@pepe72 F.lux doesn't adjust the backlight brightness. It just adjusts the black level, which makes the overall color easier on the eyes, appearing darker while not actually being darker. So you need to adjust the actual brightness of your display, which is done with buttons on the monitor or on the laptop.
ooh :( In the future will it be possible to adjust the brightness? My problem is that I adjust the brightness of my monitor to the minimum, but it's not enough! it's still bright. F.lux helps me, and it would help me even more if I could lower the brightness too!
If you are setting your monitor's backlight to its lowest possible brightness, then there's absolutely nothing you can do to make the backlight any dimmer with software. The only possible option you have at that your monitor's lowest possible brightness is using something that increases the Black Level (which can also be described as reducing the White Point) which f.lux does when you tell f.lux to lower the brightness. It isn't capable of adjusting the backlight's brightness.
What is the warmest color temperature are you setting f.lux to? Maybe that's the problem. Try 800K.
I have a quick question regarding a topic that was brought up by the OP. The OP suggested certain functions for the f.lux program, and I'm curious to know if these functions will be included in future updates or if there are any community-driven solutions available.
If anyone has information regarding the development plans for f.lux or if there are any existing community solutions that address these functions, I would greatly appreciate your insights. It would be fantastic to know if there are any updates or alternative options to explore.
Thank you in advance for your time and assistance. I look forward to hearing from you.
@Tungsten_smooth yes, in a directional light, lumens=lux at 1 meter. In a hue bulb (600lm) it's radiating in all directions so it is somewhat less. If you want 10,000 lux you would have to be very close or have a dozen or more bulbs at arm's length. Not easy to do with this form factor.
Hue v1 maxes out its melanopic content in the mid-4000K range because it employs the most "chips" and the illuminance is somewhat higher as a result.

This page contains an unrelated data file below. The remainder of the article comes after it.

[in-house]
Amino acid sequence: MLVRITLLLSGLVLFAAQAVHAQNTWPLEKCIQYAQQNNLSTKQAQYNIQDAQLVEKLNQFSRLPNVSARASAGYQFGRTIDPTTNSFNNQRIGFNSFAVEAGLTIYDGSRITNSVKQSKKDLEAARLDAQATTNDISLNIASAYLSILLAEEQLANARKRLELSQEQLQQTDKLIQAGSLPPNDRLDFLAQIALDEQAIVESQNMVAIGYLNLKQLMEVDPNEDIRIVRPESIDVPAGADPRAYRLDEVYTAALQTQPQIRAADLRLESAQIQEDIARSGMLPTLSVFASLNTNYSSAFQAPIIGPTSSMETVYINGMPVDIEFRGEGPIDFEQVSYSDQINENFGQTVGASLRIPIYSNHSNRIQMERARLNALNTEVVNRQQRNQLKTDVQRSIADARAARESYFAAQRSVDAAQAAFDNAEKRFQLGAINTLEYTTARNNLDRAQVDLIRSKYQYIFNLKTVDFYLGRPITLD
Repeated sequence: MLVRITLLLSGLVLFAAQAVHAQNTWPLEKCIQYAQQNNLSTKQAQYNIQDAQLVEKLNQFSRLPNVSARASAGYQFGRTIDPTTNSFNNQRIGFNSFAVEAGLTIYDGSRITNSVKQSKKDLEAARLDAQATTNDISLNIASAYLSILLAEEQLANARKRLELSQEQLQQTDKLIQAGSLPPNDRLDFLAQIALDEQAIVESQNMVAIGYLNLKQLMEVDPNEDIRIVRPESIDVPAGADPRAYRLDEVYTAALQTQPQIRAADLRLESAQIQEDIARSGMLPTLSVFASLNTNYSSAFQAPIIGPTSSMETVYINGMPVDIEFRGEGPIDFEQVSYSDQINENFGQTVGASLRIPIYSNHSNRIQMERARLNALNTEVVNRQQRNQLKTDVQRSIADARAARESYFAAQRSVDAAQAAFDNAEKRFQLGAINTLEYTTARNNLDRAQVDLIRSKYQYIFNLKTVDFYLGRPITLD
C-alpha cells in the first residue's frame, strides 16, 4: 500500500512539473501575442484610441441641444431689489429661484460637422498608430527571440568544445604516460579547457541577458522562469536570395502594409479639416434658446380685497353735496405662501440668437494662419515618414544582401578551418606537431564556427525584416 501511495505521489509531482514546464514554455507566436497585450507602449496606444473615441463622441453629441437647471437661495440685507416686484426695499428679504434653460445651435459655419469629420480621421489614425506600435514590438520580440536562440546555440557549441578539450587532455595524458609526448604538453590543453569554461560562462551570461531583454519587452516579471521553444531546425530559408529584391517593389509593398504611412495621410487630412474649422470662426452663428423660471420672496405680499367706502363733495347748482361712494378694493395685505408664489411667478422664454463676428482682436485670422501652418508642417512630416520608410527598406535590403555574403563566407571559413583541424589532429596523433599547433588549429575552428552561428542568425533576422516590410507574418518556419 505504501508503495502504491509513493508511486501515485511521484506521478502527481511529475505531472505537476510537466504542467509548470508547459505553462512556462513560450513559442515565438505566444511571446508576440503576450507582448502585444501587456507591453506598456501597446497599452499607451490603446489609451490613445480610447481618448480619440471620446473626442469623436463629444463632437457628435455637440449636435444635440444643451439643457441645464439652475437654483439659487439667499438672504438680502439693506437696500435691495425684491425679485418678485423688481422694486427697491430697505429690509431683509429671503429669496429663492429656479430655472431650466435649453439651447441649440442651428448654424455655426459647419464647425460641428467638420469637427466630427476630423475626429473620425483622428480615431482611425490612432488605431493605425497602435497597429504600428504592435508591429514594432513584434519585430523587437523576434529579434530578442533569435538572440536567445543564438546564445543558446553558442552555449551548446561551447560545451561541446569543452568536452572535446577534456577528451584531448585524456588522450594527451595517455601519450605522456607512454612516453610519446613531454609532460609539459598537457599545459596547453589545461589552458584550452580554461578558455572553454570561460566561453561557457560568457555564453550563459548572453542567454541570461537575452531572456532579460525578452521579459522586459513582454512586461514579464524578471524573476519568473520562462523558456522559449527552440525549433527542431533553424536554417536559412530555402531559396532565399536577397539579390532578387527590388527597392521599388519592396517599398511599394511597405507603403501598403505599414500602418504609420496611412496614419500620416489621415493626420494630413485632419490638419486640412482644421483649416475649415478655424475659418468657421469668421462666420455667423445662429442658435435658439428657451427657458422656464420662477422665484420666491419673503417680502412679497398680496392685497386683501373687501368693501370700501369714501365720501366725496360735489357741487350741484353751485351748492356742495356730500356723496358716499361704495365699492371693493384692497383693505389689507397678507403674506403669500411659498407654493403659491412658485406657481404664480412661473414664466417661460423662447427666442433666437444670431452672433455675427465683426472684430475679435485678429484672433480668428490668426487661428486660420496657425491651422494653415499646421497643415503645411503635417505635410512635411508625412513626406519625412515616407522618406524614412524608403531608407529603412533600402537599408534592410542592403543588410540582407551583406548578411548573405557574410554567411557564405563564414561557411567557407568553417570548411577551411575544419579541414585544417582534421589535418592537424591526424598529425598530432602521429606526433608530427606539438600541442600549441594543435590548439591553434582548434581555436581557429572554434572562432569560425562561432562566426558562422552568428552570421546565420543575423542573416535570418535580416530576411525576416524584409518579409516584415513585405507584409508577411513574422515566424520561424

The tubes are likely more directional and would probably be better. Many ad-hoc lightboxes were built like this. But also there are reasonable light therapy panels online for $50 that will make this amount of light to, though some of them have to be used very close to the eye as well.
Don't forget to diffuse the light - staring at any of these lights directly for 30m can be quite painful.
Hi @maxime - no we do not agree it is wrong. It's there for a reason, which is that your body is made up of clocks that entrain to light. That's all it says and it's true.
It would be wrong to say it's a psychological trick or a thing that only involves sleep or a little suggestion, it's actually pretty fundamental to our biology and we want more people to know about it.
Here is a paper that explains how half the proteins in the body are rhythmic based on when your eyes see light - the truth is that your body has billions of clocks, and they're everywher. In some ways, you can choose to have them work well or not, by giving them a strong day-night signal. This is the way immunity, digestion, repair are regulated by the body, and why timing of light is so important.
@Barrydunn f.lux is still better than Night Light, but hey, you gotta do what you like the most right? That's what I'd do, so that's all I can recommend. F.lux or Night Light, whichever you like the most.
The current warms the filament while also producing light. A typical dimmer reduces the current, which generates a little less light, but does not stop the incandescent from working. The LED bulbs are working differently, they don't produce heat while consuming energy, only light. I am using only leds in my house, because they are much safer in my opinion, plus they consume less energy. With this smart bulb which I got from amazon, https://www.amazon.com/smart-light-bulb-bulbs-color/dp/B0922Q43LY/I can change the color however I want, and not worry about the light's warmth.
Hi - from a color perspective, on our PC build at least - you can do "use wider slider ranges" and get more "blue" than normal during the day.
I should mention that the way we do this is by removing green and red, and so while there is more blue in a relative sense, it is hard to increase it overall. So this might not work as well as seeing more actual blue skies. But you are welcome to try.
There are indeed visual opsins in the skin, but many of them do not have access to a chromophore, so they don't activate to a neural pathway like those in the eye. There are some potential links with subcutaneous fat in recent experiments, but only in albino mice, and there is no consensus on it yet.